Sunrise Children's Hospital
For more than three decades, Sunrise Children’s Hospital has been Nevada’s largest, most comprehensive children’s hospital.
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How to protect your child's eyes from lasting damage

Posted on 10/16/2017

Injuries can happen in the blink of an eye, regardless of whether or not a parent is carefully watching the child. While parental supervision is important, your child’s safety also depends on the safety of his or her environment. At Sunrise Children’s Hospital, our family-focused pediatric specialists welcome questions from parents about preventing eye injuries in children.

Identifying common causes of eye injuries
Eye injuries can be minor, such as a black eye, or severe, resulting in blindness. Many injuries can be prevented. Children’s emergency care doctors identify the following hazards as being common causes of eye injuries:

  • Unsafe toys or misuse of toys
  • Misuse of everyday objects around the house
  • Exposure to harmful chemicals (cleaning products)
  • Car crashes
  • Falls (on stairs and from beds)

Do a safety audit of your home, indoors and outdoors, and try to see common objects from your child’s perspective. Would he or she become curious about the garden shears leaning on the fence? Secure these objects in a safer place.

Improving your child’s safety indoors
The exact steps you’ll take to improve safety at your home will depend on your child’s age and physical abilities. In general, parents can:

  • Install and use safety gates at the top and bottom of stairs
  • Install child safety devices on cabinets and drawers
  • Keep sharp objects out of reach of children
  • Keep toxic products out of reach of children
  • Install padding on sharp corners of furniture and fixtures

Toy safety is a major concern for parents. Pediatric specialists recommend choosing toys that are:

  • Labeled for the child’s age range
  • Do not include projectile-firing or airborne components
  • Do not feature sharp points or edges
  • Won’t shatter into small shards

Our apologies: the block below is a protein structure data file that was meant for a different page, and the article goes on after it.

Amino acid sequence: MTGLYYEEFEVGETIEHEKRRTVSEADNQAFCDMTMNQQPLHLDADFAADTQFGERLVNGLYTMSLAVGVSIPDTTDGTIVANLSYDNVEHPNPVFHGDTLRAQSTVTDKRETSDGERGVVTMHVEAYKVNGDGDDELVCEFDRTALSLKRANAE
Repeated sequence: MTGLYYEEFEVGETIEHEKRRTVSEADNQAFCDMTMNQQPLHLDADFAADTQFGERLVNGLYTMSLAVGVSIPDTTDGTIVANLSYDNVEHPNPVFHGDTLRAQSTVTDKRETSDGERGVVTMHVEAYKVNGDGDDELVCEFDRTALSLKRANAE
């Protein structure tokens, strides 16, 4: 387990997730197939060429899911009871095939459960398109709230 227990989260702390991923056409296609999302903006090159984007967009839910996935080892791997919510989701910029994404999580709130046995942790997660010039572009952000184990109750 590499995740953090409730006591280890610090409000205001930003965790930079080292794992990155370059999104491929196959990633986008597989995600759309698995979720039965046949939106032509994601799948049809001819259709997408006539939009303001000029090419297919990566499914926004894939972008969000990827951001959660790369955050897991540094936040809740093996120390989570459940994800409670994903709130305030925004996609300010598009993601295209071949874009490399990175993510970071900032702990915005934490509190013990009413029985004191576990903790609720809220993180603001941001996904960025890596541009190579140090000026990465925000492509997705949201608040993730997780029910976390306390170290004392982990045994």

• Are ASTM-approved

Supporting injury-free outdoor play
Active kids are healthier kids, but injuries can happen at any time. Regular eyeglasses don’t protect your child’s eyes from play-related injuries. If your child plays sports, a pediatric specialist can let you know which type of eye protection he or she needs.

Around the clock, every day of the year, the children’s emergency care team is here for you. Sunrise Children’s Hospital is committed to providing superior medical care delivered by compassionate, comforting specialists who understand the sensitive needs of their young patients. Call 911 if your child has a medical emergency in Las Vegas, or call a registered nurse at (702) 233-5437 for general information.


Will your daughter inherit your ovarian cancer risk?

Posted on 9/27/2017

Mothers can instantly turn into protective mama bears when it comes to their children’s health, but not everything is controllable. A child will always inherit her family’s medical history, which may include ovarian cancer. Of course, this doesn’t mean your daughter is bound to develop ovarian cancer. Many people have a family history of cancer, yet don’t develop it themselves. The doctors at Sunrise Children’s Hospital always welcome parents to share their concerns with us. There is nothing more important to us than your child’s health and safety, which is why we offer specialized pediatric care, including cancer care.

Understanding the risk factors of cancer
There are risk factors for every type of cancer, including ovarian. A risk factor is anything that might increase the likelihood of developing a disease. However, some people develop a disease without being at a high risk of it, and others with strong risk factors stay healthy.

Ovarian cancer can run in families. Your daughter’s risk may increase if you were diagnosed with it. Similarly, your risk increases if your daughter is diagnosed.

Assessing cancer in your family history
The risk of getting a disease can be assessed based on the degree of relative that is diagnosed. First-degree relatives are parents, children and siblings, while second-degree relatives are aunts, uncles, nieces, nephews, grandparents and grandchildren.